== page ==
“The K-drama market has always had small pockets of success everywhere, but I think the ease of delivery that we’ve provided has kind of pushed that into the mainstream,” said co-CEO Ted Sarandos. and CEO of Netflix. content officer, told analysts last month.
As Netflix strives to expand international programming, dubbing helps make more shows and movies accessible to viewers who don’t like or can’t read subtitles.
“To maximize content, you need to take content in one language and make it available to all languages,” said Maribel Lopez, founder of Lopez Research, a Mount Pleasant, SC-based consulting and market research firm. . “It’s a very smart strategy.”
“All of Us Are Dead” has been dubbed into languages including English, French, Spanish and German, and subtitled in 31 languages. The series can be watched in different ways and most of the viewers prefer to watch it dubbed.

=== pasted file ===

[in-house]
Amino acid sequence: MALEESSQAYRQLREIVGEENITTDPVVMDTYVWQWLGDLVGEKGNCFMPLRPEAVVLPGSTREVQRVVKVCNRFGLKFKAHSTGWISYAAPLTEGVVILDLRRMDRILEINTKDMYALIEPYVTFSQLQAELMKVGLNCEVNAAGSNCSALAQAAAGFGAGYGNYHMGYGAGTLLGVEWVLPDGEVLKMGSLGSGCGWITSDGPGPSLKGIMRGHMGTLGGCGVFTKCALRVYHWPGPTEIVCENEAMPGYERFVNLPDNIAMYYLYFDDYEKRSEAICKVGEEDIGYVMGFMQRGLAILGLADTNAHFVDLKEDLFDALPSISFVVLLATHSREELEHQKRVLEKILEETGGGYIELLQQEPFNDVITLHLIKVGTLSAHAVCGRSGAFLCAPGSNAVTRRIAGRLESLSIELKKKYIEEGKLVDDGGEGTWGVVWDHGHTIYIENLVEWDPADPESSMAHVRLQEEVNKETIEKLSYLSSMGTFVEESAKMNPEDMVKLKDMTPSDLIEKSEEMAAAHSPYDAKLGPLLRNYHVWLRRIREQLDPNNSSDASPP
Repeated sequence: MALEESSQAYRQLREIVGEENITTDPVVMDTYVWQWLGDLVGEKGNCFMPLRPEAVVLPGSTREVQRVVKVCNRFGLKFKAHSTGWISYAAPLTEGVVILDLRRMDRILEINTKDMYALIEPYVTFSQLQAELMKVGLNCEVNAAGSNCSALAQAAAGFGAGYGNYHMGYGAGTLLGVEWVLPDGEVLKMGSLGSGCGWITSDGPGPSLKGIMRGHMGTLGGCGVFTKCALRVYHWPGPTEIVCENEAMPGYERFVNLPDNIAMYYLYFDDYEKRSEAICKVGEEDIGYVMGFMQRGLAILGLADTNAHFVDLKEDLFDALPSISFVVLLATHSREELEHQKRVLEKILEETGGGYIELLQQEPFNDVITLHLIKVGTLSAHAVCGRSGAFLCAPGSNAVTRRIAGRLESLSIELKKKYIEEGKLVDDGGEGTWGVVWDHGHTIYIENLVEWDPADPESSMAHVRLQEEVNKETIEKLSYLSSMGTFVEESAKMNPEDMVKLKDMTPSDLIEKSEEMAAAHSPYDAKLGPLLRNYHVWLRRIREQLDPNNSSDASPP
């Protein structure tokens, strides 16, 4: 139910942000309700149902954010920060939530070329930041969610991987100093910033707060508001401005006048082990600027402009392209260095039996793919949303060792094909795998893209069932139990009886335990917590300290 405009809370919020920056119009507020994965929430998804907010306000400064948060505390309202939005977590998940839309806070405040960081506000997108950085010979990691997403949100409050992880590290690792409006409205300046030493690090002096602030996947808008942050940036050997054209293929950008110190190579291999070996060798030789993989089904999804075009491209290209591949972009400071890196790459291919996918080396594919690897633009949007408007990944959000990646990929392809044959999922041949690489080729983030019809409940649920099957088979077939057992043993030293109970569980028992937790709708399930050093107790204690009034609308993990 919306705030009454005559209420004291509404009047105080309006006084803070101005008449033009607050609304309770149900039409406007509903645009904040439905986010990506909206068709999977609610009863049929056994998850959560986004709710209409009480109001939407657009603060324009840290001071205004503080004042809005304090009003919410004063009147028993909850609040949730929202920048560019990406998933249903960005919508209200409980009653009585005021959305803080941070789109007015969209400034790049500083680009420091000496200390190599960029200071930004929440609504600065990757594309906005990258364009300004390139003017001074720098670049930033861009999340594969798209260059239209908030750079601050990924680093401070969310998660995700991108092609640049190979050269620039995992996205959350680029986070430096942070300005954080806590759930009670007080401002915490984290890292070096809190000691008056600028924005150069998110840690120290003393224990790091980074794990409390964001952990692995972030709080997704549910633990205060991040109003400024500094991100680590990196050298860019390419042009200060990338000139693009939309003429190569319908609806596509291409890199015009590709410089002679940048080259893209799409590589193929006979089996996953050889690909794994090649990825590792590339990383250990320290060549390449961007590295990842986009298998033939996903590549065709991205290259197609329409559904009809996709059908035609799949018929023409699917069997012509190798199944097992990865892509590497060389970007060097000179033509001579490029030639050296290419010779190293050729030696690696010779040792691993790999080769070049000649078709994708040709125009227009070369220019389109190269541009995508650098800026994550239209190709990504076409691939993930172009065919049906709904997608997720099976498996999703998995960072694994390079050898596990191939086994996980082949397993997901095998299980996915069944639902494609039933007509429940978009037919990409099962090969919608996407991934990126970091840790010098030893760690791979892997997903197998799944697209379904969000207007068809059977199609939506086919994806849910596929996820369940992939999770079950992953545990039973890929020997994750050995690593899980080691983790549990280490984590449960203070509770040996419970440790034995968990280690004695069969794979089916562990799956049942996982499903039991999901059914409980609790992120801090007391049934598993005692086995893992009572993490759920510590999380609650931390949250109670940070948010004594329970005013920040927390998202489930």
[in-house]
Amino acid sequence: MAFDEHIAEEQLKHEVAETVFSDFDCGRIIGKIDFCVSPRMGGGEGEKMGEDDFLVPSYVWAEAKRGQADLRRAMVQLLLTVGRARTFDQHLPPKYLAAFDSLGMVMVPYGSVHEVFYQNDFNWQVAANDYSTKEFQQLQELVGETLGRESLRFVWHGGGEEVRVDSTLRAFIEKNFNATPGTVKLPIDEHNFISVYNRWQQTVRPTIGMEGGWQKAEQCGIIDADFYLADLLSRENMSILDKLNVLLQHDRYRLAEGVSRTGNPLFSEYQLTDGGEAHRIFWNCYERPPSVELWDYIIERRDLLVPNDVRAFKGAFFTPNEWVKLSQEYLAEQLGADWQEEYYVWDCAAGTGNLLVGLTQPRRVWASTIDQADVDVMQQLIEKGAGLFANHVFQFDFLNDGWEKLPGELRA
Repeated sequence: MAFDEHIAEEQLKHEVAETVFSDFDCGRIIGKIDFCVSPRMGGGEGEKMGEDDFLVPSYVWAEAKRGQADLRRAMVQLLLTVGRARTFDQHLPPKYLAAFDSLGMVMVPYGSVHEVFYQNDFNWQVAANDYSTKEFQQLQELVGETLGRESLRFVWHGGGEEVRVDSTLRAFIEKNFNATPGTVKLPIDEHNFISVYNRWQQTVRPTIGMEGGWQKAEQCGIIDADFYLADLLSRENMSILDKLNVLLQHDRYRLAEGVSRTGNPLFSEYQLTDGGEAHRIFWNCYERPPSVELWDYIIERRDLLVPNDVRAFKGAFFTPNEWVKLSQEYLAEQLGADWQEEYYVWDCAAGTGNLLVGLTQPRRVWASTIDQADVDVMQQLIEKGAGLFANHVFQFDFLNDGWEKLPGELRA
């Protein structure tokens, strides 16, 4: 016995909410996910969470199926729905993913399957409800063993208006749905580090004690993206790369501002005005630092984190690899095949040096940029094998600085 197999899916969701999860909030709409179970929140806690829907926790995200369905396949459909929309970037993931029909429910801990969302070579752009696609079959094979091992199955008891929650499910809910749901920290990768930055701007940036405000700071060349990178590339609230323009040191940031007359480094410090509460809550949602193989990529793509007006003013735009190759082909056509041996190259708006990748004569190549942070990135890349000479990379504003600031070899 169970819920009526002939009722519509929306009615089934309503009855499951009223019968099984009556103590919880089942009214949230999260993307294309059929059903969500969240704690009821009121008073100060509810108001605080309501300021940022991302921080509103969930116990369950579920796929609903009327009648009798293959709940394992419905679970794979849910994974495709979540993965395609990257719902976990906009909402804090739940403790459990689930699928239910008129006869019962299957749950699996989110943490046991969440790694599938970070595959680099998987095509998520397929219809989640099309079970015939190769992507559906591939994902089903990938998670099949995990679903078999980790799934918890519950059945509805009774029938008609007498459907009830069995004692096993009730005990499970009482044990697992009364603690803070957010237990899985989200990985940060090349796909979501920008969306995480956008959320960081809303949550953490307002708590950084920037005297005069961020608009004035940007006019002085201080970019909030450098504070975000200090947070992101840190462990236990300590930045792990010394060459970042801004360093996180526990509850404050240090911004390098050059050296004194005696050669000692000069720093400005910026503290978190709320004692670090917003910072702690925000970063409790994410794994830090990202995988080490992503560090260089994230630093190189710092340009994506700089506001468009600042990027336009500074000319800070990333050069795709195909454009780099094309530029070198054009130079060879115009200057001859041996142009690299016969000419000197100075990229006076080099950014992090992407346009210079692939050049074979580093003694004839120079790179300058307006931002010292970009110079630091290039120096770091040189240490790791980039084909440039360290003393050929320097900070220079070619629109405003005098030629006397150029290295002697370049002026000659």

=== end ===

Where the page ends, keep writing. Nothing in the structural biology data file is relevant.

Netflix started dubbing shows in 2015, back when it mostly licensed movies and TV shows.
Today, Netflix provides subtitles in as many 37 languages and dubs up to 34 languages. The dubbing and subtitling team employs several dozen people and has more than doubled in size over the past four years.
Los Angeles resident Harrison Xu, one of the Netflix dubbing studio actors at the protest, has starred in TV shows such as ‘Pretty Little Liars’ and ‘Shameless’ but had never done voice acting before. the pandemic.
“I always had this idea that there were no Asian voice actors. … I was too scared to take the plunge,” Xu said, adding that he is now on his 12th voice acting job. “It’s been really great so far.”